Earlier this year, Attorney General Ken Paxton requested that the Texas Department of Public Safety (DPS) compile a database of all individuals in the state that have changed their gender on their driver’s license and other records controlled by the law enforcement agency for the last two years.
Email records obtained through a public records request by The Washington Post revealed that on June 30, the DPS driver’s license division chief, Sheri Gipson, passed on the request to the appropriate staff.
“Need total number of changes from male to female and female to male for the last 24 months, broken down by month,” Gipson wrote. “We won’t need DL/ID numbers at first but may need to have them later if we are required to manually look up documents.”
Reports indicate that the initial query of records produced over 16,000 gender changes over that period. DPS officials then determined that a manual review of the records was necessary to better understand the reason for each requested change.
Records indicate that DPS staff struggled to narrow the 16,466 records down to only those that were altered to reflect a court-ordered change in someone’s gender.
While some have speculated that the move was somehow a prelude to the targeting of individuals who have sought to legally change their gender, others suggest that the request was more likely related to an effort to understand the magnitude of court-ordered gender changes of minors. This latter explanation may have support in the fact that Texas legislators filed State Bill 162, not yet passed, to prevent the change of gender on birth certificates of minors.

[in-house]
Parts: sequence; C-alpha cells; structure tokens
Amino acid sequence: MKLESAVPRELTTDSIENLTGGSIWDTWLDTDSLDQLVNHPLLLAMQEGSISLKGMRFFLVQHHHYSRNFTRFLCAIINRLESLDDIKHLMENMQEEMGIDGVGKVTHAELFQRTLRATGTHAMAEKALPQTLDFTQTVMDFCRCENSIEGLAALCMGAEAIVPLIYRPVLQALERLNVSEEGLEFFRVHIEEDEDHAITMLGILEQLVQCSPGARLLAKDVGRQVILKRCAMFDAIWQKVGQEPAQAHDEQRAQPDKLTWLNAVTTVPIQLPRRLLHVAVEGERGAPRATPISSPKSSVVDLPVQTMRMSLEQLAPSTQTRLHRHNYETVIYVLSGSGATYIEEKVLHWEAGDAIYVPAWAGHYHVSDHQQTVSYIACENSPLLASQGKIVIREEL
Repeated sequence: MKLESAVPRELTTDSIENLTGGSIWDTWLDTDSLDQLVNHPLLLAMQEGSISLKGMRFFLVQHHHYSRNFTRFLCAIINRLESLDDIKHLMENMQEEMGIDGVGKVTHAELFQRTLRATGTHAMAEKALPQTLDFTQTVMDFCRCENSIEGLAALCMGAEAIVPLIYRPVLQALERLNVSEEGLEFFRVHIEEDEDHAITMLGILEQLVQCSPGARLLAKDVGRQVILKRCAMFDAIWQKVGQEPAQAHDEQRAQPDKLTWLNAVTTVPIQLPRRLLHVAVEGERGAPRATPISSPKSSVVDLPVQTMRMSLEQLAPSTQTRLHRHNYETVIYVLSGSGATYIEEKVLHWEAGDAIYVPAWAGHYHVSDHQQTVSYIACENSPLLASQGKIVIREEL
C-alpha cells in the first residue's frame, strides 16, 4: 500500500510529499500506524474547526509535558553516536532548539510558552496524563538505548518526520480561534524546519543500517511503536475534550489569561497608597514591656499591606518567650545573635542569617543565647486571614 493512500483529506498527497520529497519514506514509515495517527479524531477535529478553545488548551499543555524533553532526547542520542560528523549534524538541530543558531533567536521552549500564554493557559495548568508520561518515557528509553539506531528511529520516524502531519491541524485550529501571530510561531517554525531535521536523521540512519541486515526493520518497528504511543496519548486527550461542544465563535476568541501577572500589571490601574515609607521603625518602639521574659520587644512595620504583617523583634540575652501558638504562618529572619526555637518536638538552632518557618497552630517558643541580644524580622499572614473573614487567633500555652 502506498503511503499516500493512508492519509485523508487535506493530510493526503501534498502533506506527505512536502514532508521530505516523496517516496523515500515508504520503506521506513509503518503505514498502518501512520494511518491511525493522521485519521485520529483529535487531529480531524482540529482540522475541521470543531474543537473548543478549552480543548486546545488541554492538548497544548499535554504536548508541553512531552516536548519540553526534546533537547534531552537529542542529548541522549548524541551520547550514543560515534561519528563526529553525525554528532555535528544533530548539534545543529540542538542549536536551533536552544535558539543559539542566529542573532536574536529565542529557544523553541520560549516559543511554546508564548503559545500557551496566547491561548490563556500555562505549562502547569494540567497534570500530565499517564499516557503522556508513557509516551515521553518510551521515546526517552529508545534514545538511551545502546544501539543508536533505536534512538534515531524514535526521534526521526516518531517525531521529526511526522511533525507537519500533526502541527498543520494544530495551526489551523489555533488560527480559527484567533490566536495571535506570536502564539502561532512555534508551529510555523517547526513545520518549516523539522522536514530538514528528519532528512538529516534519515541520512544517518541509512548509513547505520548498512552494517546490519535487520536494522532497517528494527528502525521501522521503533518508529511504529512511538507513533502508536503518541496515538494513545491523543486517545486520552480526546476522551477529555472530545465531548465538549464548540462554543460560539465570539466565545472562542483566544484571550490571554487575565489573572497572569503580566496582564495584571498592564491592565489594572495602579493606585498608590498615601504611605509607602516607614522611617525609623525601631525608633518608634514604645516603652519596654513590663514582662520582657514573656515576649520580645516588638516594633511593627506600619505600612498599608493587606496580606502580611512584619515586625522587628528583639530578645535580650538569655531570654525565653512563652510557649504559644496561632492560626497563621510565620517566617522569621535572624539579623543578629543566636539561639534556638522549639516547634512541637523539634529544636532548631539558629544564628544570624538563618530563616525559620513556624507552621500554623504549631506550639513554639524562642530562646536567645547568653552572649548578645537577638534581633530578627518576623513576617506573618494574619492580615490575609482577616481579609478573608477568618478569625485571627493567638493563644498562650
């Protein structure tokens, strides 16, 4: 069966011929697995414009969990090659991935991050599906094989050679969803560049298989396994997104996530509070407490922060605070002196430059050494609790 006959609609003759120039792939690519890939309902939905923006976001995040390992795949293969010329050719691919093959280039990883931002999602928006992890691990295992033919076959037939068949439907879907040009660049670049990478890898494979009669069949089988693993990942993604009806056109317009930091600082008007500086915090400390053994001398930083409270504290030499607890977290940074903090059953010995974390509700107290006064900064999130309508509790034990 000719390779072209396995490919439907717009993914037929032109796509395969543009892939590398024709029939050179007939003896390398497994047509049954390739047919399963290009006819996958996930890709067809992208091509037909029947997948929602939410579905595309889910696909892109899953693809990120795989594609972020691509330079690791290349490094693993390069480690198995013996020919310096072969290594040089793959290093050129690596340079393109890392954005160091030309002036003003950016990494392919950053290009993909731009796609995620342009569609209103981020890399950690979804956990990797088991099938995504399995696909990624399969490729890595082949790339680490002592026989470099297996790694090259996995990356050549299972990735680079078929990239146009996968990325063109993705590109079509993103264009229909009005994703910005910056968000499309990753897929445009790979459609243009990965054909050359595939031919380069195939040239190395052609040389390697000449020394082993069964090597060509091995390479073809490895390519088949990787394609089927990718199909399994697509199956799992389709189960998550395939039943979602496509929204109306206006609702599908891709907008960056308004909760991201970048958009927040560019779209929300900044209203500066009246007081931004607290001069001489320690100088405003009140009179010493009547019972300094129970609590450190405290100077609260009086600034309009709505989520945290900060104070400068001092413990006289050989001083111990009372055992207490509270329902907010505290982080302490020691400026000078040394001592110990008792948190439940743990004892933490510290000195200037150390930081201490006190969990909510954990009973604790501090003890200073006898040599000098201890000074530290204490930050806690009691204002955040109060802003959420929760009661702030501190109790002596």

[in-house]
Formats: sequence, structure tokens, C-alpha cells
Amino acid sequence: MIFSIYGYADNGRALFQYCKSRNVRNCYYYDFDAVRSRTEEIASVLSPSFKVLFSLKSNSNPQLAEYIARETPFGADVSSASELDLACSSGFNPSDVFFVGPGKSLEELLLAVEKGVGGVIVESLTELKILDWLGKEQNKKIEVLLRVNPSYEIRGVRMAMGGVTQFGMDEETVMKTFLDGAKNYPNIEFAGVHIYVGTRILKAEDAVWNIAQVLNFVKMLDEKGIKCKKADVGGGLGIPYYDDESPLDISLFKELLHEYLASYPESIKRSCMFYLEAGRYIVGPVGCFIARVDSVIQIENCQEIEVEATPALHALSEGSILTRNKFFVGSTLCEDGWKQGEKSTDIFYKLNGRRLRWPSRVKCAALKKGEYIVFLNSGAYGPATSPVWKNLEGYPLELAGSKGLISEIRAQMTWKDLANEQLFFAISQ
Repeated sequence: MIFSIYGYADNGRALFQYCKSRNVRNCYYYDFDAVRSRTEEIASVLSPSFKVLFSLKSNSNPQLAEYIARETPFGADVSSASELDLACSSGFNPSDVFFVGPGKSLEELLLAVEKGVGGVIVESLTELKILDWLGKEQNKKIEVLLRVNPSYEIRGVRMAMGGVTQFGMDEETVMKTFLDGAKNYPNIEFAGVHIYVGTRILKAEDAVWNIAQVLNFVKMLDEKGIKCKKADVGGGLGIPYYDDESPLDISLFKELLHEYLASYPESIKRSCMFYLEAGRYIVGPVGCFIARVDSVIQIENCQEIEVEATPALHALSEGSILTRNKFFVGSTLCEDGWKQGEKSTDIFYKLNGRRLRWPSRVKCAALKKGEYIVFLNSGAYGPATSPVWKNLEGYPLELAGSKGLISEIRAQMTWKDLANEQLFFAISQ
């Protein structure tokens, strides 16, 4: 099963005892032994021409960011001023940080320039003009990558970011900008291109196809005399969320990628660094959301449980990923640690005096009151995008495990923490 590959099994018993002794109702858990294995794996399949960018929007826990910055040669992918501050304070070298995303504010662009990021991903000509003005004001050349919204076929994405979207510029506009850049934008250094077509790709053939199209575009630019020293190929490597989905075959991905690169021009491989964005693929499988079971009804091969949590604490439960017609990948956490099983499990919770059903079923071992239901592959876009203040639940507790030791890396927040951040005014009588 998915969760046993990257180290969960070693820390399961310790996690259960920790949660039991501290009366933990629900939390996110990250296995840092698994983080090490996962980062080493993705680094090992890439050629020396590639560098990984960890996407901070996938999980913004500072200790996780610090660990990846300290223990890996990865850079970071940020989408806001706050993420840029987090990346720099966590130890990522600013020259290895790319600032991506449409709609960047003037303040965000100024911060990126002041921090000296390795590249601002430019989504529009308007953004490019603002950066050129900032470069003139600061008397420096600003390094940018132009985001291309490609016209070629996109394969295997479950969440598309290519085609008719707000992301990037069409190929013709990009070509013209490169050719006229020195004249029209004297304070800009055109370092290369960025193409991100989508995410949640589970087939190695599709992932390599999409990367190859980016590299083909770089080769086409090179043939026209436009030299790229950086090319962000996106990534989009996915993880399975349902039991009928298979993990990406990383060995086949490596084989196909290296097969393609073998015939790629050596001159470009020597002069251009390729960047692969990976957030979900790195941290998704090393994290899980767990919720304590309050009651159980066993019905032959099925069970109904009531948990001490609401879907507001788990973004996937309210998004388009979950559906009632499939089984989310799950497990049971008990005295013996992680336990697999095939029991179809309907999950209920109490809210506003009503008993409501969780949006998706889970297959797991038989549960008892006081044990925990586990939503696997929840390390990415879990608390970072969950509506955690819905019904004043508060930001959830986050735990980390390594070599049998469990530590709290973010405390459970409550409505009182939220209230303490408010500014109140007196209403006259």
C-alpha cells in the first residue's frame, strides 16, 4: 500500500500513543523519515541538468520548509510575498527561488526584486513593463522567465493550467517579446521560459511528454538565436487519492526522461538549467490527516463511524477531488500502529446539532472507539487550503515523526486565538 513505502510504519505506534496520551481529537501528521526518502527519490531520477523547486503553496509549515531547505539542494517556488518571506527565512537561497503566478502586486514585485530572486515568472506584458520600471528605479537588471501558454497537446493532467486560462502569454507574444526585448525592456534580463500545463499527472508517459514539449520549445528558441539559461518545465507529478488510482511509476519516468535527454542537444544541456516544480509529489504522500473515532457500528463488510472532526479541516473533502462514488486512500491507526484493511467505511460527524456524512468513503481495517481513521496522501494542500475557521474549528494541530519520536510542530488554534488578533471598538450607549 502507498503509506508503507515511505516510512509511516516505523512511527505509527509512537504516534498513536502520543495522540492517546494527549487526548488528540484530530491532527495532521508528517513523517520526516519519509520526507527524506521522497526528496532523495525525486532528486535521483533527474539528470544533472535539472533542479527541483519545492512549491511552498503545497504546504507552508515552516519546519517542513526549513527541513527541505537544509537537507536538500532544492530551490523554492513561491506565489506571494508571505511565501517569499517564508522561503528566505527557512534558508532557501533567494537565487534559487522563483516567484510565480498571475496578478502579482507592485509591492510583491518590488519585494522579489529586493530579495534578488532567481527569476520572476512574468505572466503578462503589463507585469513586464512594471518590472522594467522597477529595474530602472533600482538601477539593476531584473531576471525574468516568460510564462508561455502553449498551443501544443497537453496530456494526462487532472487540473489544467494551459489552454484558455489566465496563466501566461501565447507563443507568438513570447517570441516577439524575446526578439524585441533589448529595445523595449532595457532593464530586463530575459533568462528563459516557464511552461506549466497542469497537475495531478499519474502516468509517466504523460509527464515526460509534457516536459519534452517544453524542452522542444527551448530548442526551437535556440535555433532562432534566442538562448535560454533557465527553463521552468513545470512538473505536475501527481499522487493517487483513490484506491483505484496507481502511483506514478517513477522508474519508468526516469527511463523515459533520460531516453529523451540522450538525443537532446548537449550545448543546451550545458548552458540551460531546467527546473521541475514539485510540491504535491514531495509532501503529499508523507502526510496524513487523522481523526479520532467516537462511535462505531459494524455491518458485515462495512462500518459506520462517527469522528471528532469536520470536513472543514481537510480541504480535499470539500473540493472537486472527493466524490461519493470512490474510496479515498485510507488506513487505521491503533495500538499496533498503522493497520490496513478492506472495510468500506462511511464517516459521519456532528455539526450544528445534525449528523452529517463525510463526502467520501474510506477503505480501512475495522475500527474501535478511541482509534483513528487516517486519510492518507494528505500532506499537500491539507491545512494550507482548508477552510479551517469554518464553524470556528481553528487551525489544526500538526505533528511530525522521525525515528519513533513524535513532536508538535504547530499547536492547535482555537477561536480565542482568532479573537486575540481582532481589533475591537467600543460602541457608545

Gipson emailed staff on August 4, stating, “We have expended enough effort on this attempt to provide data. After this run, have them package the data that they have with the high-level explanations and close it out.”
Two weeks later, communications records indicate that DPS had “provided the data request by the AG’s office (attached).”
DPS spokesman Travis Considine told The Washington Post that the request for this information was made verbally and, in the end, the state law enforcement agency never actually turned over anything to the attorney general’s office.
“Ultimately, our team advised the AG’s office the data requested neither exists nor could be accurately produced. Thus, no data of any kind was provided,” Considine claimed.
According to reporting, Paxton and the attorney general’s office have thus far not responded to requests for comment.